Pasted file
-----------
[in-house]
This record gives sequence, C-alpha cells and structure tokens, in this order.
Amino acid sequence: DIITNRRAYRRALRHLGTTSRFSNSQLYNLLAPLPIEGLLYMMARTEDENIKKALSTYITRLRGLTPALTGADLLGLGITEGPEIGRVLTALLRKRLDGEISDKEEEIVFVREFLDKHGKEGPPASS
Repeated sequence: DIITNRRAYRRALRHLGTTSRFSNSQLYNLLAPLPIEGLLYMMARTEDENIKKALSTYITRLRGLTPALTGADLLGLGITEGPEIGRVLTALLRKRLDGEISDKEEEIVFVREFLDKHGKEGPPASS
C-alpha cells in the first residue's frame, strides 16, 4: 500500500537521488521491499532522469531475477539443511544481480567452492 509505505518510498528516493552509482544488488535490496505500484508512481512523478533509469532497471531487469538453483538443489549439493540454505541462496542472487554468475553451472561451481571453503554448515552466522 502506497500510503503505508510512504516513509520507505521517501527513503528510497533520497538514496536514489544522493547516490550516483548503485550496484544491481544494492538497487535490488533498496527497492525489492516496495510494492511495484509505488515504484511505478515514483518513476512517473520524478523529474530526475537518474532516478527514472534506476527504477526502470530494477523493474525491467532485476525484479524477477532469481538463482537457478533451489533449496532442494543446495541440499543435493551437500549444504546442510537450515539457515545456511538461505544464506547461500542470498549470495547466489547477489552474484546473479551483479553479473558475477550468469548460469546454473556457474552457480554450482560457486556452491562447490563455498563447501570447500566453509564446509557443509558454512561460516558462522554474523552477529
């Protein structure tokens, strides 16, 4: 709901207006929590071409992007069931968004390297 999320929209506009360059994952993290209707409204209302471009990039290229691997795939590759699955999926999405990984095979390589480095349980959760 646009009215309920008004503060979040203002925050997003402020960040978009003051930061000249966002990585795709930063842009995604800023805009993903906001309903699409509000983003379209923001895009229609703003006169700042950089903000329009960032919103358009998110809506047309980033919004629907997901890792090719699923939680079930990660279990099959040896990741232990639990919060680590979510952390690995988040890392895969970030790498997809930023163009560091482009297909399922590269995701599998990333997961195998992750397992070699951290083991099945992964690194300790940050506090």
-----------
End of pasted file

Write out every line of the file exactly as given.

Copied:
[in-house]
This record gives sequence, C-alpha cells and structure tokens, in this order.
Amino acid sequence: DIITNRRAYRRALRHLGTTSRFSNSQLYNLLAPLPIEGLLYMMARTEDENIKKALSTYITRLRGLTPALTGADLLGLGITEGPEIGRVLTALLRKRLDGEISDKEEEIVFVREFLDKHGKEGPPASS
Repeated sequence: DIITNRRAYRRALRHLGTTSRFSNSQLYNLLAPLPIEGLLYMMARTEDENIKKALSTYITRLRGLTPALTGADLLGLGITEGPEIGRVLTALLRKRLDGEISDKEEEIVFVREFLDKHGKEGPPASS
C-alpha cells in the first residue's frame, strides 16, 4: 500500500537521488521491499532522469531475477539443511544481480567452492 509505505518510498528516493552509482544488488535490496505500484508512481512523478533509469532497471531487469538453483538443489549439493540454505541462496542472487554468475553451472561451481571453503554448515552466522 502506497500510503503505508510512504516513509520507505521517501527513503528510497533520497538514496536514489544522493547516490550516483548503485550496484544491481544494492538497487535490488533498496527497492525489492516496495510494492511495484509505488515504484511505478515514483518513476512517473520524478523529474530526475537518474532516478527514472534506476527504477526502470530494477523493474525491467532485476525484479524477477532469481538463482537457478533451489533449496532442494543446495541440499543435493551437500549444504546442510537450515539457515545456511538461505544464506547461500542470498549470495547466489547477489552474484546473479551483479553479473558475477550468469548460469546454473556457474552457480554450482560457486556452491562447490563455498563447501570447500566453509564446509557443509558454512561460516558462522554474523552477529
């Protein structure tokens, strides 16, 4: 709901207006929590071409992007069931968004390297 999320929209506009360059994952993290209707409204209302471009990039290229691997795939590759699955999926999405990984095979390589480095349980959760 646009009215309920008004503060979040203002925050997003402020960040978009003051930061000249966002990585795709930063842009995604800023805009993903906001309903699409509000983003379209923001895009229609703003006169700042950089903000329009960032919103358009998110809506047309980033919004629907997901890792090719699923939680079930990660279990099959040896990741232990639990919060680590979510952390690995988040890392895969970030790498997809930023163009560091482009297909399922590269995701599998990333997961195998992750397992070699951290083991099945992964690194300790940050506090």